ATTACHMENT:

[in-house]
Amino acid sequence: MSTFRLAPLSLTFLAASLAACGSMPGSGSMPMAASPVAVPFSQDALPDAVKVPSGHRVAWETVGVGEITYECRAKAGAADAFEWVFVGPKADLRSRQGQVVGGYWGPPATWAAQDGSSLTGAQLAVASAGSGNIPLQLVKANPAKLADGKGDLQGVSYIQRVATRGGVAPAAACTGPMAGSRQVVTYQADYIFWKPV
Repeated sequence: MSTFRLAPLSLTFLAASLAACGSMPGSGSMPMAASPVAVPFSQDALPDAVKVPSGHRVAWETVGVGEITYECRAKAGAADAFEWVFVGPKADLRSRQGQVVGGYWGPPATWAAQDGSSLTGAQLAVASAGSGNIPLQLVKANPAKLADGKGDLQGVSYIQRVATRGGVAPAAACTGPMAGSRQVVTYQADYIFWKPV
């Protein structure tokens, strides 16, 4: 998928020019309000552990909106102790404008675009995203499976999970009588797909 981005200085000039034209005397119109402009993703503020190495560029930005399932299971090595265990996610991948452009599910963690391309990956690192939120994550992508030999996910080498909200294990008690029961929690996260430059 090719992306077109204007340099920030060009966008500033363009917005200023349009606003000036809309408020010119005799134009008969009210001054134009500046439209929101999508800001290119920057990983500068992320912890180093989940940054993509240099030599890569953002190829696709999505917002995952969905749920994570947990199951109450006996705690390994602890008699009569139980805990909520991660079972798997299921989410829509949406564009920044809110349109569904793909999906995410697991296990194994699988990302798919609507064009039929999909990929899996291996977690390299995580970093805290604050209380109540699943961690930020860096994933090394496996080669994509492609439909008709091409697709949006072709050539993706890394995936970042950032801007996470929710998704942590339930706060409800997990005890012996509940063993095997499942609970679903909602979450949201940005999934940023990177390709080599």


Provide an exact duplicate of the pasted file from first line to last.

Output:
[in-house]
Amino acid sequence: MSTFRLAPLSLTFLAASLAACGSMPGSGSMPMAASPVAVPFSQDALPDAVKVPSGHRVAWETVGVGEITYECRAKAGAADAFEWVFVGPKADLRSRQGQVVGGYWGPPATWAAQDGSSLTGAQLAVASAGSGNIPLQLVKANPAKLADGKGDLQGVSYIQRVATRGGVAPAAACTGPMAGSRQVVTYQADYIFWKPV
Repeated sequence: MSTFRLAPLSLTFLAASLAACGSMPGSGSMPMAASPVAVPFSQDALPDAVKVPSGHRVAWETVGVGEITYECRAKAGAADAFEWVFVGPKADLRSRQGQVVGGYWGPPATWAAQDGSSLTGAQLAVASAGSGNIPLQLVKANPAKLADGKGDLQGVSYIQRVATRGGVAPAAACTGPMAGSRQVVTYQADYIFWKPV
């Protein structure tokens, strides 16, 4: 998928020019309000552990909106102790404008675009995203499976999970009588797909 981005200085000039034209005397119109402009993703503020190495560029930005399932299971090595265990996610991948452009599910963690391309990956690192939120994550992508030999996910080498909200294990008690029961929690996260430059 090719992306077109204007340099920030060009966008500033363009917005200023349009606003000036809309408020010119005799134009008969009210001054134009500046439209929101999508800001290119920057990983500068992320912890180093989940940054993509240099030599890569953002190829696709999505917002995952969905749920994570947990199951109450006996705690390994602890008699009569139980805990909520991660079972798997299921989410829509949406564009920044809110349109569904793909999906995410697991296990194994699988990302798919609507064009039929999909990929899996291996977690390299995580970093805290604050209380109540699943961690930020860096994933090394496996080669994509492609439909008709091409697709949006072709050539993706890394995936970042950032801007996470929710998704942590339930706060409800997990005890012996509940063993095997499942609970679903909602979450949201940005999934940023990177390709080599």